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Scientists engineer plant microbiome for the first time to protect crops against disease and cut use of pesticides


by University of Southampton
Scientists have engineered the microbiome of plants for the first time, boosting the prevalence of 'good' bacteria that protect the plant from disease. The findings published in Nature Communications by researchers from the University of Southampton, China and Austria, could substantially reduce the need for environmentally destructive pesticides.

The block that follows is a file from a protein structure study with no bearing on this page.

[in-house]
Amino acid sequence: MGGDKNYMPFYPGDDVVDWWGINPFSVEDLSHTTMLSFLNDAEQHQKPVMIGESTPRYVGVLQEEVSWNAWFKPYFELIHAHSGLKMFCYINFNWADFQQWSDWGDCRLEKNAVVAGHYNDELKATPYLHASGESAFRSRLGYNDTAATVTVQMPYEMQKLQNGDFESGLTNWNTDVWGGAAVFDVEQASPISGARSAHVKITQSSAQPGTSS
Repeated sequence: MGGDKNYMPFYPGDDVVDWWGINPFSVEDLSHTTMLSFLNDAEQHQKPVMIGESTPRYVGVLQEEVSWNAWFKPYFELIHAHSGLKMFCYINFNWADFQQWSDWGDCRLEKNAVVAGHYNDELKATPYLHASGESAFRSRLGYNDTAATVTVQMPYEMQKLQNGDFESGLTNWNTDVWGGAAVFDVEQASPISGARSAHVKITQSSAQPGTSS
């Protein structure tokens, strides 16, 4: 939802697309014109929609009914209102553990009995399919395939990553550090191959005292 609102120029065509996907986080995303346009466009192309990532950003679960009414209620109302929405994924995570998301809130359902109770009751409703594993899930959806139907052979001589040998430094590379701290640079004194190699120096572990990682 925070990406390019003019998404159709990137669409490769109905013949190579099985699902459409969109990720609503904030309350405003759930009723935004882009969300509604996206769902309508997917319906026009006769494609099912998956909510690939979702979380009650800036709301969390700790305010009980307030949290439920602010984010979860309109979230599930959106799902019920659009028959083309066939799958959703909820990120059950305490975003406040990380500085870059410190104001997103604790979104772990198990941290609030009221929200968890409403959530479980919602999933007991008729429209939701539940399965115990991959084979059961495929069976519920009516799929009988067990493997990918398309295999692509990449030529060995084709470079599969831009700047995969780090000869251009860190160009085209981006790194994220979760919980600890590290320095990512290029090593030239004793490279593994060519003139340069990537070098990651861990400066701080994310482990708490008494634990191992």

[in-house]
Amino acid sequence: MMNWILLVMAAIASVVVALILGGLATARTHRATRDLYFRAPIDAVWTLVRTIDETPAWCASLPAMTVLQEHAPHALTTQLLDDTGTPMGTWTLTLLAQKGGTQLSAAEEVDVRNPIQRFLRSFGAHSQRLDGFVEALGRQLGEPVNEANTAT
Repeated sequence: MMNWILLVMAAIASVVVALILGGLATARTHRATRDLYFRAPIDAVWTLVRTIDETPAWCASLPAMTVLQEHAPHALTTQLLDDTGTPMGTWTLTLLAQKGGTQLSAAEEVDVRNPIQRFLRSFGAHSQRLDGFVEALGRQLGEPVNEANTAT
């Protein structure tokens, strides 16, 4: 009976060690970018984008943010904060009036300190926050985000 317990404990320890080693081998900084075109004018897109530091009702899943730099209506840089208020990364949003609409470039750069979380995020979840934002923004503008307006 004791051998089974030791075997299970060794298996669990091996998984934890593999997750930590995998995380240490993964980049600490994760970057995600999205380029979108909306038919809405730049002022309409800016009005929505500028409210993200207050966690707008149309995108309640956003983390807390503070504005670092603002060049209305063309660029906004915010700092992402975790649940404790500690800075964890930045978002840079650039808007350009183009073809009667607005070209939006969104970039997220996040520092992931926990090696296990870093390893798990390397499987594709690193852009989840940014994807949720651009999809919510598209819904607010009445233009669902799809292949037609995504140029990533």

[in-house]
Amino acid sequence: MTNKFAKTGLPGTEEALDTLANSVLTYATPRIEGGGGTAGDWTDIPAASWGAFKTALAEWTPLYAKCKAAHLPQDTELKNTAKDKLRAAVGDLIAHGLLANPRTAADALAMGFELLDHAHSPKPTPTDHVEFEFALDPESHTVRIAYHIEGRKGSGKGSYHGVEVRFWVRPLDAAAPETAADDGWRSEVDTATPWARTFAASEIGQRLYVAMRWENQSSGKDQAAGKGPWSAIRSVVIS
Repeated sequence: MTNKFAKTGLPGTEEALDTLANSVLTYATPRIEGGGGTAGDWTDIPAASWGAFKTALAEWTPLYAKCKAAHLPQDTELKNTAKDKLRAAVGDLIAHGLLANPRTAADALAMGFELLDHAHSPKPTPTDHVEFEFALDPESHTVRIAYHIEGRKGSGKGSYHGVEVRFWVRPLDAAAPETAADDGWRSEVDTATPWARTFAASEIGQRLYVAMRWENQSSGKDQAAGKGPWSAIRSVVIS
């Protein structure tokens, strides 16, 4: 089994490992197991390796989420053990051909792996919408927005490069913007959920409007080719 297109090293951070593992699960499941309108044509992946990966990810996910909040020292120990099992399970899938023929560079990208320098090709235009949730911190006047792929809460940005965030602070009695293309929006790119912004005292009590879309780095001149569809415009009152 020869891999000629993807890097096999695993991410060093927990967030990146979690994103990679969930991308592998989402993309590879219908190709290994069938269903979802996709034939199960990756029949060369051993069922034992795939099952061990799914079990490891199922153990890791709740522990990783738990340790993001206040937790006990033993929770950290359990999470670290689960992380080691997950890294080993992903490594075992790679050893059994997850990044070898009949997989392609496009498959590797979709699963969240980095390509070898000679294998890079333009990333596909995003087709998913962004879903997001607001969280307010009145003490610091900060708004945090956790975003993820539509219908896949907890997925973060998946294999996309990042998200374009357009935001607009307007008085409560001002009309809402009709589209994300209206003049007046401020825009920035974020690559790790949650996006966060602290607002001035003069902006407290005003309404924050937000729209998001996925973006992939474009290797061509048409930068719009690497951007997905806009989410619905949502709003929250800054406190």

There is growing public awareness about the significance of our microbiome—the myriad of microorganisms that live in and around our bodies, most notably in our guts. Our gut microbiomes influence our metabolism, our likelihood of getting ill, our immune system, and even our mood.

Plants too host a huge variety of bacteria, fungi, viruses, and other microorganisms that live in their roots, stems, and leaves. For the past decade, scientists have been intensively researching plant microbiomes to understand how they affect a plant's health and its vulnerability to disease.

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